Legalism and Holiness: 'Overcoming Legalism and Performance-based Religion - Part 3'

Moving fromLegalism to Holiness

Moving from Legalism to Holiness

Church culture, not scripture,  often has a profound influence on the question of what is holy and what is legalism.

How one defines holiness determines what is holy and what is legal. Jesus was confronted by the conservative religious establishment of His day, who were devoted to the study of scripture, for not being “holy” enough in His actions and associations. They made this accusation based on their understanding of Torah and the Prophets. They were wrong.

Therefore, there must be more to holiness than touch-not/taste-not opinions arrived at solely from study of the scripture. This brief article cannot do justice to a topic that could take hundreds of pages to adequately unpack. I will simply say here that holiness is the reflection in time and space of the quality of life and love that is shared in the Trinity. Whatever our liberty is, it must be conformed to the service of others in love, not the mere exercise of individual freedom for individual freedom’s sake, a flaunting.

That definition may or may not suffice for you philosophically. Yet in application, it almost always unfortunately boils down to people’s opinions on touch-not taste not distinctions, those with hierarchial authority enforcing their views on others. Those who control the “climate” of a church culture determining the ethos for that culture. For example:

  • One person’s holiness is another’s bondage.
    • My daughter’s dress must be three inches below the knee, but your daughter’s is an inch and a half above. Somebody is a compromiser and we cannot fellowship together. 
  • One’s conviction is another’s intolerance. 
    • You do not believe women should have authority, so you will never submit to a female civil judge. My wife is on the circuit court of appeals. Somebody is a compromiser and we cannot fellowship with each other. 
  • One’s liberty is another’s license. 
    • I will watch a violent R-rated movie, and you will watch only G-rated movies, that in their message can be more spiritually subversive than an R movie!
  • One’s diligence is another’s slavery. 
    • I have 15-minute devotions twice a day: the morning and evening sacrifice. You only pray twice a week for two hours. You have a low standard and I shouldn’t fellowship closely with you.
  • One’s purity is another’s prudishness. 
    • I believe women should be covered from nose to toes. You think neck to knee is good enough. Somebody is . . . ah, I think you’ve got it.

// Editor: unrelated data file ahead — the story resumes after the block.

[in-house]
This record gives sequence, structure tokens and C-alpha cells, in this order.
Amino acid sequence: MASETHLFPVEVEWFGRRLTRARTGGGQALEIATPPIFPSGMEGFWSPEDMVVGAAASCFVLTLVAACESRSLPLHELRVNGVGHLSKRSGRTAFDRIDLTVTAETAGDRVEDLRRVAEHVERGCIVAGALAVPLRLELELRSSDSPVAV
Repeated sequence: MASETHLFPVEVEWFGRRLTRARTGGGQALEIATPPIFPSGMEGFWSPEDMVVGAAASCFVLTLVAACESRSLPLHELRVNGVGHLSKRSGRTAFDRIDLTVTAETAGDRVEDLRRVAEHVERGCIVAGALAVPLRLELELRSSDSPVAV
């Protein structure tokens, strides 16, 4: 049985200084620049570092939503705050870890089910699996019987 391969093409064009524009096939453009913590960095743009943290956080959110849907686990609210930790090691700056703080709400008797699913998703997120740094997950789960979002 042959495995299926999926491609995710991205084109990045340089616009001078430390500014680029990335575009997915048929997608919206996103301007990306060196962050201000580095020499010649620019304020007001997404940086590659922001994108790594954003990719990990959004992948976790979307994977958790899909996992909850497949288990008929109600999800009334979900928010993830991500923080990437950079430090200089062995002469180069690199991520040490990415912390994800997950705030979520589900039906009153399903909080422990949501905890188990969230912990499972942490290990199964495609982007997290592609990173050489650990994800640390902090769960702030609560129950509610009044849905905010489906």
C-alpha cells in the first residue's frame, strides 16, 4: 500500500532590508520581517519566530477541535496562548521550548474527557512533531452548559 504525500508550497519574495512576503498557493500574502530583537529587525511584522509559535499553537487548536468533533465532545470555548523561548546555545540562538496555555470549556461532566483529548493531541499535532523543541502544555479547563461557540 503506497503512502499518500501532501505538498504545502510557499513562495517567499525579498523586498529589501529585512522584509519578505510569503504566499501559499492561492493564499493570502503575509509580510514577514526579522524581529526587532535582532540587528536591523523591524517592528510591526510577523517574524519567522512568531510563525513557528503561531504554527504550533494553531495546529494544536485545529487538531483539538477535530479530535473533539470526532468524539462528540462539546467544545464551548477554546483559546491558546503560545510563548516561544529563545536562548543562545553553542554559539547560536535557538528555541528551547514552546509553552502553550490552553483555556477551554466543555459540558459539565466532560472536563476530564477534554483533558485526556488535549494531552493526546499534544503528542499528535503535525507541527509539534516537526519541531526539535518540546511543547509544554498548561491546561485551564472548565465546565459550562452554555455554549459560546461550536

All these simplistic dualities are fertile ground for latent legalism and are not too distant from common realities in a local church. The problem is: Who defines what is holy and what is legal?  Holiness that leads to isolation or insulation is a biblical counterfeit. Religion without love has been responsible for a good bit of the world’s misery. Holiness without love conspired to crucify the Messiah. My friend, Connie Fineout, defines legalism as the arrogant belief that we know what God thinks about everything.

A.W. Tozer said:

You can find more carnal, unregenerate, self-centered characters in the church who have religion and are sensitive toward it than you can bury in the Grand Canyon.

Separation that begets a spirit of superiority is a betrayal of Christ and His Gospel. A commitment to excellence and spiritual maturity that cannot accommodate weakness and immaturity in others is high-octane fuel for the engine of legalism.

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This blog is an excerpt from our title: The Silent Killers of Faith: Overcoming Legalism and Performance-based Religion  It is available in all formats at www.stevecrosby.com.

Overcoming Legalism

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2 comments on “Legalism and Holiness: 'Overcoming Legalism and Performance-based Religion - Part 3'

  1. “Whatever our liberty is, it must be conformed to the service of others in love”

    Thought of Gal 3:13 – For you have been called to live in freedom, my brothers and sisters. But don’t use your freedom to satisfy your sinful nature. Instead, use your freedom to serve one another in love.

    As 1 Cor 13 states – if you do not have love, you have nothing

    Isn’t it love, true agape, that is what the answer is?

    Not all the self-righteous and inward looking rules and regulations…

    How about a “Keep It Simple” theology – which is about love and service. This is what is embodied in the two great commandments; Love God, and love one another.

    Being a legalist, focusing on the rules, causes people to become judges and critic – which produces all that division you write about, but love, true love and service unifies.

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